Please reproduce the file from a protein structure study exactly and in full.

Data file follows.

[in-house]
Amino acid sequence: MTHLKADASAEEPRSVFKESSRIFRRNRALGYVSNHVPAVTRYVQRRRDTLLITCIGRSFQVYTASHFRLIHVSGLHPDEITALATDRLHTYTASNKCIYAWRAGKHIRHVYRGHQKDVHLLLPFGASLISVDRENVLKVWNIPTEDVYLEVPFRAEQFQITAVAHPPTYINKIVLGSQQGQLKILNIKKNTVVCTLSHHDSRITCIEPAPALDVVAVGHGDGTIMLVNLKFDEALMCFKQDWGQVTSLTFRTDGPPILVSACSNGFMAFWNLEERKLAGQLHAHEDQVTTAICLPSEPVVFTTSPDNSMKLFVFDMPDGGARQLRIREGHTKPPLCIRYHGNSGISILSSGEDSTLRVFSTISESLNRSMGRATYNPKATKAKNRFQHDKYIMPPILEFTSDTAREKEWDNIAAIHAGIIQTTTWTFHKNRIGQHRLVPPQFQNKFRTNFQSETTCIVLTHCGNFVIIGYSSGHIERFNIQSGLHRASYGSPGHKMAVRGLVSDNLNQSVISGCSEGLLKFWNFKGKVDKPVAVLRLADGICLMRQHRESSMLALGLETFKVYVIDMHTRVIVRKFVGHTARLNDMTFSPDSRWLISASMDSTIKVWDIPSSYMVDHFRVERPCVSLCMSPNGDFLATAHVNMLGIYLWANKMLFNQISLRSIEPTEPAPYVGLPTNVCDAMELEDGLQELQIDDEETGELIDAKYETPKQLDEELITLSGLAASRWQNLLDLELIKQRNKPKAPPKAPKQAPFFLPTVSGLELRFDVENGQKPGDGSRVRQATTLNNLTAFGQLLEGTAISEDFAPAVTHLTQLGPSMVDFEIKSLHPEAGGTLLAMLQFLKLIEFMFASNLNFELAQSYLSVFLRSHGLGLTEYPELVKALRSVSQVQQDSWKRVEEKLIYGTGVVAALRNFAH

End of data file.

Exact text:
[in-house]
Amino acid sequence: MTHLKADASAEEPRSVFKESSRIFRRNRALGYVSNHVPAVTRYVQRRRDTLLITCIGRSFQVYTASHFRLIHVSGLHPDEITALATDRLHTYTASNKCIYAWRAGKHIRHVYRGHQKDVHLLLPFGASLISVDRENVLKVWNIPTEDVYLEVPFRAEQFQITAVAHPPTYINKIVLGSQQGQLKILNIKKNTVVCTLSHHDSRITCIEPAPALDVVAVGHGDGTIMLVNLKFDEALMCFKQDWGQVTSLTFRTDGPPILVSACSNGFMAFWNLEERKLAGQLHAHEDQVTTAICLPSEPVVFTTSPDNSMKLFVFDMPDGGARQLRIREGHTKPPLCIRYHGNSGISILSSGEDSTLRVFSTISESLNRSMGRATYNPKATKAKNRFQHDKYIMPPILEFTSDTAREKEWDNIAAIHAGIIQTTTWTFHKNRIGQHRLVPPQFQNKFRTNFQSETTCIVLTHCGNFVIIGYSSGHIERFNIQSGLHRASYGSPGHKMAVRGLVSDNLNQSVISGCSEGLLKFWNFKGKVDKPVAVLRLADGICLMRQHRESSMLALGLETFKVYVIDMHTRVIVRKFVGHTARLNDMTFSPDSRWLISASMDSTIKVWDIPSSYMVDHFRVERPCVSLCMSPNGDFLATAHVNMLGIYLWANKMLFNQISLRSIEPTEPAPYVGLPTNVCDAMELEDGLQELQIDDEETGELIDAKYETPKQLDEELITLSGLAASRWQNLLDLELIKQRNKPKAPPKAPKQAPFFLPTVSGLELRFDVENGQKPGDGSRVRQATTLNNLTAFGQLLEGTAISEDFAPAVTHLTQLGPSMVDFEIKSLHPEAGGTLLAMLQFLKLIEFMFASNLNFELAQSYLSVFLRSHGLGLTEYPELVKALRSVSQVQQDSWKRVEEKLIYGTGVVAALRNFAH